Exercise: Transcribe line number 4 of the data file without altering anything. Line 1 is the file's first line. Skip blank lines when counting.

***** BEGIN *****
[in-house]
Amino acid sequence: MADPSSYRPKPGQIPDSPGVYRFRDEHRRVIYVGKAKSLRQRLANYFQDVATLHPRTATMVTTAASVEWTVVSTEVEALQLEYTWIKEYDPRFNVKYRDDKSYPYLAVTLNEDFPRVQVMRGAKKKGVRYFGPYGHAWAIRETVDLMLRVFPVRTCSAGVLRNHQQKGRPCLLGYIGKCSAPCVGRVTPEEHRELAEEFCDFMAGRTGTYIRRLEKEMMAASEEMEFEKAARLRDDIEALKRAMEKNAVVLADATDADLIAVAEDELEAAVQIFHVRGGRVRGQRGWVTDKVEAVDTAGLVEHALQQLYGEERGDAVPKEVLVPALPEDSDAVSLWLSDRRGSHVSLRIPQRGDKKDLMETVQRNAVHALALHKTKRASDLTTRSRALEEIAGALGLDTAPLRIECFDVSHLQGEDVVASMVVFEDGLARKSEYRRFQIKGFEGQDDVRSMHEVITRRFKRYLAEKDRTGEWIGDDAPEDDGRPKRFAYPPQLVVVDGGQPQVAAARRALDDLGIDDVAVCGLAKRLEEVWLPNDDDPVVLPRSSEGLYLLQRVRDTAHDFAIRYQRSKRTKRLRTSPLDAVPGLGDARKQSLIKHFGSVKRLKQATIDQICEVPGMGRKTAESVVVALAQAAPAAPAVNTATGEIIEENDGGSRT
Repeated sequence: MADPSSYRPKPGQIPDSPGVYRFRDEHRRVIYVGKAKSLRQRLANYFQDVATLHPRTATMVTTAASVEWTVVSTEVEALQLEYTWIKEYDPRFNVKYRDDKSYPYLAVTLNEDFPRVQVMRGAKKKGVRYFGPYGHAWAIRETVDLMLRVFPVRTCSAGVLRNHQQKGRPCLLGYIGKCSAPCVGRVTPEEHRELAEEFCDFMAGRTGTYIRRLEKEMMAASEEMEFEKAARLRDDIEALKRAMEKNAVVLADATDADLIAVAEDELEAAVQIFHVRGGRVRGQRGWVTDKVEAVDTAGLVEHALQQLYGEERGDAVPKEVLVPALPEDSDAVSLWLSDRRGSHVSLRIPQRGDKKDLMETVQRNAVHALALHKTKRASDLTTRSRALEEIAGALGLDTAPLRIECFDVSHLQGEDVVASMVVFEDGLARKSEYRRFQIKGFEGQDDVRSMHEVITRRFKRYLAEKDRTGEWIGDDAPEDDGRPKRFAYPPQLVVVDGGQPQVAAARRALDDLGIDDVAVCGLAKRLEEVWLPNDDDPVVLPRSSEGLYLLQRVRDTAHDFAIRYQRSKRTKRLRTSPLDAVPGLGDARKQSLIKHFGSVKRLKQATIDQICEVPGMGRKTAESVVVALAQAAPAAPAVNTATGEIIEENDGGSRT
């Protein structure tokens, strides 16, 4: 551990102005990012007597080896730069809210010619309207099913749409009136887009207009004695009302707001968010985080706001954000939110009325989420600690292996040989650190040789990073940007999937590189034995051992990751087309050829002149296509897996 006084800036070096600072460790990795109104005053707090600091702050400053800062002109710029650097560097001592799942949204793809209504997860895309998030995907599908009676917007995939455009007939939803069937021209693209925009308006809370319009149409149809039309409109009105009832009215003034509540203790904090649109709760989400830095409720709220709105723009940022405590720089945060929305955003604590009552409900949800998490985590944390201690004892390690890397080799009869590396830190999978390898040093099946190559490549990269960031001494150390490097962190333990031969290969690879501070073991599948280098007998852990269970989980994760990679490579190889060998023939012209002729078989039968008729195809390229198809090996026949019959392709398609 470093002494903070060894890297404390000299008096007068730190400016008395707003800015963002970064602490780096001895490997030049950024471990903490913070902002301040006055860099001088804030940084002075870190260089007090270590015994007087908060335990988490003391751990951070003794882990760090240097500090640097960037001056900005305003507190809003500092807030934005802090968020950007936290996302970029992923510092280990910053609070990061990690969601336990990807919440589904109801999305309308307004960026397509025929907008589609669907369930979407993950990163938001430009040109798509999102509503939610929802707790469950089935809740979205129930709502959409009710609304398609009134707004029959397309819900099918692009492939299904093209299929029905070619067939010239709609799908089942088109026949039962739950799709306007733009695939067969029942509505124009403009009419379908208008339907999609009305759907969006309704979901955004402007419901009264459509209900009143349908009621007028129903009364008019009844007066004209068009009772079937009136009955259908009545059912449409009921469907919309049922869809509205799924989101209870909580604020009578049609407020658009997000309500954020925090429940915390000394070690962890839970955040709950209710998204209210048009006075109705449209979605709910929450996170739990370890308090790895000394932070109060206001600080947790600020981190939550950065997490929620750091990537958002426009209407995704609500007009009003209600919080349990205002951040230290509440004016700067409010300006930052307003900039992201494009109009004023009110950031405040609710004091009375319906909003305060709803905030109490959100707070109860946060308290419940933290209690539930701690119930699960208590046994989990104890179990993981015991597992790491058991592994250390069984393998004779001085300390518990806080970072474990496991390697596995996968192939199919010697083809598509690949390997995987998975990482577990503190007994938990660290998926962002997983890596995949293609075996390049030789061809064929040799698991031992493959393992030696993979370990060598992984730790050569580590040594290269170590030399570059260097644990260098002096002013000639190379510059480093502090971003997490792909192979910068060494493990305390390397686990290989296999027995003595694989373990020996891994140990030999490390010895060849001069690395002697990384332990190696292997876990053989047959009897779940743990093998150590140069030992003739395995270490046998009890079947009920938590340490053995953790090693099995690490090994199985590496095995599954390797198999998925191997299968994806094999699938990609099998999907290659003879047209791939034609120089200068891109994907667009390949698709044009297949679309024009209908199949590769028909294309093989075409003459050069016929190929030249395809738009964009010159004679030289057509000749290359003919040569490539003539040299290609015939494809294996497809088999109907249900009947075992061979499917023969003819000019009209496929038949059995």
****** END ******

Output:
């Protein structure tokens, strides 16, 4: 551990102005990012007597080896730069809210010619309207099913749409009136887009207009004695009302707001968010985080706001954000939110009325989420600690292996040989650190040789990073940007999937590189034995051992990751087309050829002149296509897996 006084800036070096600072460790990795109104005053707090600091702050400053800062002109710029650097560097001592799942949204793809209504997860895309998030995907599908009676917007995939455009007939939803069937021209693209925009308006809370319009149409149809039309409109009105009832009215003034509540203790904090649109709760989400830095409720709220709105723009940022405590720089945060929305955003604590009552409900949800998490985590944390201690004892390690890397080799009869590396830190999978390898040093099946190559490549990269960031001494150390490097962190333990031969290969690879501070073991599948280098007998852990269970989980994760990679490579190889060998023939012209002729078989039968008729195809390229198809090996026949019959392709398609 470093002494903070060894890297404390000299008096007068730190400016008395707003800015963002970064602490780096001895490997030049950024471990903490913070902002301040006055860099001088804030940084002075870190260089007090270590015994007087908060335990988490003391751990951070003794882990760090240097500090640097960037001056900005305003507190809003500092807030934005802090968020950007936290996302970029992923510092280990910053609070990061990690969601336990990807919440589904109801999305309308307004960026397509025929907008589609669907369930979407993950990163938001430009040109798509999102509503939610929802707790469950089935809740979205129930709502959409009710609304398609009134707004029959397309819900099918692009492939299904093209299929029905070619067939010239709609799908089942088109026949039962739950799709306007733009695939067969029942509505124009403009009419379908208008339907999609009305759907969006309704979901955004402007419901009264459509209900009143349908009621007028129903009364008019009844007066004209068009009772079937009136009955259908009545059912449409009921469907919309049922869809509205799924989101209870909580604020009578049609407020658009997000309500954020925090429940915390000394070690962890839970955040709950209710998204209210048009006075109705449209979605709910929450996170739990370890308090790895000394932070109060206001600080947790600020981190939550950065997490929620750091990537958002426009209407995704609500007009009003209600919080349990205002951040230290509440004016700067409010300006930052307003900039992201494009109009004023009110950031405040609710004091009375319906909003305060709803905030109490959100707070109860946060308290419940933290209690539930701690119930699960208590046994989990104890179990993981015991597992790491058991592994250390069984393998004779001085300390518990806080970072474990496991390697596995996968192939199919010697083809598509690949390997995987998975990482577990503190007994938990660290998926962002997983890596995949293609075996390049030789061809064929040799698991031992493959393992030696993979370990060598992984730790050569580590040594290269170590030399570059260097644990260098002096002013000639190379510059480093502090971003997490792909192979910068060494493990305390390397686990290989296999027995003595694989373990020996891994140990030999490390010895060849001069690395002697990384332990190696292997876990053989047959009897779940743990093998150590140069030992003739395995270490046998009890079947009920938590340490053995953790090693099995690490090994199985590496095995599954390797198999998925191997299968994806094999699938990609099998999907290659003879047209791939034609120089200068891109994907667009390949698709044009297949679309024009209908199949590769028909294309093989075409003459050069016929190929030249395809738009964009010159004679030289057509000749290359003919040569490539003539040299290609015939494809294996497809088999109907249900009947075992061979499917023969003819000019009209496929038949059995």